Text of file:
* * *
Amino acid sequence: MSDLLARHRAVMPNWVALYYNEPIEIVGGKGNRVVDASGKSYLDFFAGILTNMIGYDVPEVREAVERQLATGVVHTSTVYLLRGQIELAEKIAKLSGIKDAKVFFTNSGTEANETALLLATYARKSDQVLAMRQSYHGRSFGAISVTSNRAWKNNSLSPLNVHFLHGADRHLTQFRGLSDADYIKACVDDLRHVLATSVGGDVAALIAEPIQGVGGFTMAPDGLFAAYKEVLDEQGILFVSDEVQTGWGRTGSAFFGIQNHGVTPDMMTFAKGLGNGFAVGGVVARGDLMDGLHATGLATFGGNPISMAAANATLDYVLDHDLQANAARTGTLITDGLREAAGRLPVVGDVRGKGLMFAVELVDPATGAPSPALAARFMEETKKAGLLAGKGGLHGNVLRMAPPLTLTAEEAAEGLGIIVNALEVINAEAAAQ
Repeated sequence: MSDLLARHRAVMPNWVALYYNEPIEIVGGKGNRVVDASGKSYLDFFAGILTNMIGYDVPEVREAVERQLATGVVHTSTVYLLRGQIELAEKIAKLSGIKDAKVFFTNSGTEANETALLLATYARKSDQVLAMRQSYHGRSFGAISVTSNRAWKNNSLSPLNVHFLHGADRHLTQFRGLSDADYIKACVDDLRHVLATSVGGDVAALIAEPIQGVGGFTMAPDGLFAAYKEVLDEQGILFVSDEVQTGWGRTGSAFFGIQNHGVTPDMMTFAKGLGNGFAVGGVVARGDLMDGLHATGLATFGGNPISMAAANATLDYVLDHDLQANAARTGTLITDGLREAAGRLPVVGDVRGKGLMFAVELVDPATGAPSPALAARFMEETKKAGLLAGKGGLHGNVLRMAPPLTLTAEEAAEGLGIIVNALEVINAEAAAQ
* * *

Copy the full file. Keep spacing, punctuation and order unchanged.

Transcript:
Amino acid sequence: MSDLLARHRAVMPNWVALYYNEPIEIVGGKGNRVVDASGKSYLDFFAGILTNMIGYDVPEVREAVERQLATGVVHTSTVYLLRGQIELAEKIAKLSGIKDAKVFFTNSGTEANETALLLATYARKSDQVLAMRQSYHGRSFGAISVTSNRAWKNNSLSPLNVHFLHGADRHLTQFRGLSDADYIKACVDDLRHVLATSVGGDVAALIAEPIQGVGGFTMAPDGLFAAYKEVLDEQGILFVSDEVQTGWGRTGSAFFGIQNHGVTPDMMTFAKGLGNGFAVGGVVARGDLMDGLHATGLATFGGNPISMAAANATLDYVLDHDLQANAARTGTLITDGLREAAGRLPVVGDVRGKGLMFAVELVDPATGAPSPALAARFMEETKKAGLLAGKGGLHGNVLRMAPPLTLTAEEAAEGLGIIVNALEVINAEAAAQ
Repeated sequence: MSDLLARHRAVMPNWVALYYNEPIEIVGGKGNRVVDASGKSYLDFFAGILTNMIGYDVPEVREAVERQLATGVVHTSTVYLLRGQIELAEKIAKLSGIKDAKVFFTNSGTEANETALLLATYARKSDQVLAMRQSYHGRSFGAISVTSNRAWKNNSLSPLNVHFLHGADRHLTQFRGLSDADYIKACVDDLRHVLATSVGGDVAALIAEPIQGVGGFTMAPDGLFAAYKEVLDEQGILFVSDEVQTGWGRTGSAFFGIQNHGVTPDMMTFAKGLGNGFAVGGVVARGDLMDGLHATGLATFGGNPISMAAANATLDYVLDHDLQANAARTGTLITDGLREAAGRLPVVGDVRGKGLMFAVELVDPATGAPSPALAARFMEETKKAGLLAGKGGLHGNVLRMAPPLTLTAEEAAEGLGIIVNALEVINAEAAAQ